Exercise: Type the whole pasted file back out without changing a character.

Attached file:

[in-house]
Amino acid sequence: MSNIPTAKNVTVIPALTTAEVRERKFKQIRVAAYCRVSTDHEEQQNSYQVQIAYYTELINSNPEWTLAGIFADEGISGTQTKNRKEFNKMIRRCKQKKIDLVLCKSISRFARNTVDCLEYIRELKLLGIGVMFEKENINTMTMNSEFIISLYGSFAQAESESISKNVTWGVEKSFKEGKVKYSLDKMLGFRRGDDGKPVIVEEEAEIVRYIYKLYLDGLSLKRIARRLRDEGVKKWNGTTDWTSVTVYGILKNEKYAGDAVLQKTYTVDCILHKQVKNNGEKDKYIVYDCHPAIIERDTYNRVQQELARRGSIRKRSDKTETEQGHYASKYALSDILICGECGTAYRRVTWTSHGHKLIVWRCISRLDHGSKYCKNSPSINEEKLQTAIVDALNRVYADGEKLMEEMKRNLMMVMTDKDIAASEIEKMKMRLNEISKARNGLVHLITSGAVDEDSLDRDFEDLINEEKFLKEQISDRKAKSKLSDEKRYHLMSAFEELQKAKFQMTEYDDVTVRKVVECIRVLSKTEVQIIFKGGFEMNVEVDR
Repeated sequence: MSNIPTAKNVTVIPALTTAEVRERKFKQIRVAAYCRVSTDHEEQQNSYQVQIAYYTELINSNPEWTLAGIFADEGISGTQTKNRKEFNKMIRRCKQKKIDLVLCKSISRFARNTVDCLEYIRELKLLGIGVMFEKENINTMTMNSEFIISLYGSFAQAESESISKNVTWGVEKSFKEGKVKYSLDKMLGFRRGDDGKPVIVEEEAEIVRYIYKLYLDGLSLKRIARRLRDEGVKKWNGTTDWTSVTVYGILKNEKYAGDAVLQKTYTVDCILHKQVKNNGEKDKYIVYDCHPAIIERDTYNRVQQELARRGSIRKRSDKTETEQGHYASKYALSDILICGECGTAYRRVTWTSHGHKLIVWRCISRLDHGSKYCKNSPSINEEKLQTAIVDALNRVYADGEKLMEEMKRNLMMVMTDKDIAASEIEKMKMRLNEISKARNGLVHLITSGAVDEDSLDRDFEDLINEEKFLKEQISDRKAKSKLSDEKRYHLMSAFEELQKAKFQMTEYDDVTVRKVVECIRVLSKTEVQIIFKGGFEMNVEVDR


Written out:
[in-house]
Amino acid sequence: MSNIPTAKNVTVIPALTTAEVRERKFKQIRVAAYCRVSTDHEEQQNSYQVQIAYYTELINSNPEWTLAGIFADEGISGTQTKNRKEFNKMIRRCKQKKIDLVLCKSISRFARNTVDCLEYIRELKLLGIGVMFEKENINTMTMNSEFIISLYGSFAQAESESISKNVTWGVEKSFKEGKVKYSLDKMLGFRRGDDGKPVIVEEEAEIVRYIYKLYLDGLSLKRIARRLRDEGVKKWNGTTDWTSVTVYGILKNEKYAGDAVLQKTYTVDCILHKQVKNNGEKDKYIVYDCHPAIIERDTYNRVQQELARRGSIRKRSDKTETEQGHYASKYALSDILICGECGTAYRRVTWTSHGHKLIVWRCISRLDHGSKYCKNSPSINEEKLQTAIVDALNRVYADGEKLMEEMKRNLMMVMTDKDIAASEIEKMKMRLNEISKARNGLVHLITSGAVDEDSLDRDFEDLINEEKFLKEQISDRKAKSKLSDEKRYHLMSAFEELQKAKFQMTEYDDVTVRKVVECIRVLSKTEVQIIFKGGFEMNVEVDR
Repeated sequence: MSNIPTAKNVTVIPALTTAEVRERKFKQIRVAAYCRVSTDHEEQQNSYQVQIAYYTELINSNPEWTLAGIFADEGISGTQTKNRKEFNKMIRRCKQKKIDLVLCKSISRFARNTVDCLEYIRELKLLGIGVMFEKENINTMTMNSEFIISLYGSFAQAESESISKNVTWGVEKSFKEGKVKYSLDKMLGFRRGDDGKPVIVEEEAEIVRYIYKLYLDGLSLKRIARRLRDEGVKKWNGTTDWTSVTVYGILKNEKYAGDAVLQKTYTVDCILHKQVKNNGEKDKYIVYDCHPAIIERDTYNRVQQELARRGSIRKRSDKTETEQGHYASKYALSDILICGECGTAYRRVTWTSHGHKLIVWRCISRLDHGSKYCKNSPSINEEKLQTAIVDALNRVYADGEKLMEEMKRNLMMVMTDKDIAASEIEKMKMRLNEISKARNGLVHLITSGAVDEDSLDRDFEDLINEEKFLKEQISDRKAKSKLSDEKRYHLMSAFEELQKAKFQMTEYDDVTVRKVVECIRVLSKTEVQIIFKGGFEMNVEVDR